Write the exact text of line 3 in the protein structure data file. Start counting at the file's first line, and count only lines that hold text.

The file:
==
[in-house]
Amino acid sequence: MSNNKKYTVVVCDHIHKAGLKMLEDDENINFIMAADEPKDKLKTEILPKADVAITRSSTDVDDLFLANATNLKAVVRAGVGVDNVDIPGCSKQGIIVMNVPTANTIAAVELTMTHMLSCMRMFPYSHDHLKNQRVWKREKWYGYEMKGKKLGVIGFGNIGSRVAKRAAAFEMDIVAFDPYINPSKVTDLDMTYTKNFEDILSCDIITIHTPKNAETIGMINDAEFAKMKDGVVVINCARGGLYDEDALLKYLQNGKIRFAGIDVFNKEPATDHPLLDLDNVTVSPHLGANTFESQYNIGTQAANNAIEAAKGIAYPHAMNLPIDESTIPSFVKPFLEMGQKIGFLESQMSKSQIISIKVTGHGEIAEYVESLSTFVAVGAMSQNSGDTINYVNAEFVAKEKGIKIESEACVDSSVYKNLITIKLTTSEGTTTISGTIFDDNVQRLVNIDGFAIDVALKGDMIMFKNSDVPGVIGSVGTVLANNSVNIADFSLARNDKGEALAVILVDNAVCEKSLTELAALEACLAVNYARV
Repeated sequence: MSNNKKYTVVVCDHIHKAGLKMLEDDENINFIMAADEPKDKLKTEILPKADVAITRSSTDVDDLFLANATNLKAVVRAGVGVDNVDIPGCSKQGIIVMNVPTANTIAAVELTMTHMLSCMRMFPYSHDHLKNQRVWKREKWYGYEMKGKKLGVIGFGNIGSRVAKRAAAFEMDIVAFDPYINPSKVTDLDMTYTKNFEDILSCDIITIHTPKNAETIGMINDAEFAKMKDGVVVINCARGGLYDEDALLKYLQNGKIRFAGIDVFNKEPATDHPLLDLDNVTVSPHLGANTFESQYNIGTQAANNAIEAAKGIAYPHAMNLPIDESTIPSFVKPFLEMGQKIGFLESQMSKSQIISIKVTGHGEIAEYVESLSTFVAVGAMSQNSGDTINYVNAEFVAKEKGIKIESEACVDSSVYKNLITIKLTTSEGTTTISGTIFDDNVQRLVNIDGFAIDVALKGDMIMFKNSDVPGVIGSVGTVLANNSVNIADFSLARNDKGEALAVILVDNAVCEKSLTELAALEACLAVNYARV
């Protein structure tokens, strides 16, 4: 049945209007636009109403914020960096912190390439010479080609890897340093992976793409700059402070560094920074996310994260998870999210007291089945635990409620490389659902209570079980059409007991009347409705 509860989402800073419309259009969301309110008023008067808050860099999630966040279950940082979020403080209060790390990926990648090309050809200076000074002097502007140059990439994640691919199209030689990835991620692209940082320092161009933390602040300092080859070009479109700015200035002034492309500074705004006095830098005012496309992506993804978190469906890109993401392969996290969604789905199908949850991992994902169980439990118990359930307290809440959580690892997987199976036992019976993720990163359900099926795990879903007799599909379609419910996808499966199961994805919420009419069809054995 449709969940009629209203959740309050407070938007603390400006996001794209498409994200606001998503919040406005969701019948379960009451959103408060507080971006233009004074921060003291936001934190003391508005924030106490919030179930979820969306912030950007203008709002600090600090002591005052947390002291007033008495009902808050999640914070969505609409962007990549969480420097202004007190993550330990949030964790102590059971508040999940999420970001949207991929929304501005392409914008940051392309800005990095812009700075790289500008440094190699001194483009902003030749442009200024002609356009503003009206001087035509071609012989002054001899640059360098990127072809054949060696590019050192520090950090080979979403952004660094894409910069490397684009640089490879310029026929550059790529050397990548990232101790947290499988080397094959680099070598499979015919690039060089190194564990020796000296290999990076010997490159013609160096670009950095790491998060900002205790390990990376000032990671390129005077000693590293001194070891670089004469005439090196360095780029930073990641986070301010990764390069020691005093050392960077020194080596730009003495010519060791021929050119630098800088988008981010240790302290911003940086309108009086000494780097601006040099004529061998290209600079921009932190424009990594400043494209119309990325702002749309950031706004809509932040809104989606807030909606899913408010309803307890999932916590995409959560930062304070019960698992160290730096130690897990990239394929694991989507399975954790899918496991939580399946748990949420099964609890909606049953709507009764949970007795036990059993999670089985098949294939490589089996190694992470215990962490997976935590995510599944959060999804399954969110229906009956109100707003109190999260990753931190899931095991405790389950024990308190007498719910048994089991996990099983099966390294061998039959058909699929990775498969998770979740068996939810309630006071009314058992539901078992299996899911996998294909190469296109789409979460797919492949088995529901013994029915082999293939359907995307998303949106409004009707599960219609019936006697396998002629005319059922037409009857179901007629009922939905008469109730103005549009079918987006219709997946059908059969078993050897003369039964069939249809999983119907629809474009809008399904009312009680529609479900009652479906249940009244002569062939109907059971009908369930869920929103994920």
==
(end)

Repeated sequence: MSNNKKYTVVVCDHIHKAGLKMLEDDENINFIMAADEPKDKLKTEILPKADVAITRSSTDVDDLFLANATNLKAVVRAGVGVDNVDIPGCSKQGIIVMNVPTANTIAAVELTMTHMLSCMRMFPYSHDHLKNQRVWKREKWYGYEMKGKKLGVIGFGNIGSRVAKRAAAFEMDIVAFDPYINPSKVTDLDMTYTKNFEDILSCDIITIHTPKNAETIGMINDAEFAKMKDGVVVINCARGGLYDEDALLKYLQNGKIRFAGIDVFNKEPATDHPLLDLDNVTVSPHLGANTFESQYNIGTQAANNAIEAAKGIAYPHAMNLPIDESTIPSFVKPFLEMGQKIGFLESQMSKSQIISIKVTGHGEIAEYVESLSTFVAVGAMSQNSGDTINYVNAEFVAKEKGIKIESEACVDSSVYKNLITIKLTTSEGTTTISGTIFDDNVQRLVNIDGFAIDVALKGDMIMFKNSDVPGVIGSVGTVLANNSVNIADFSLARNDKGEALAVILVDNAVCEKSLTELAALEACLAVNYARV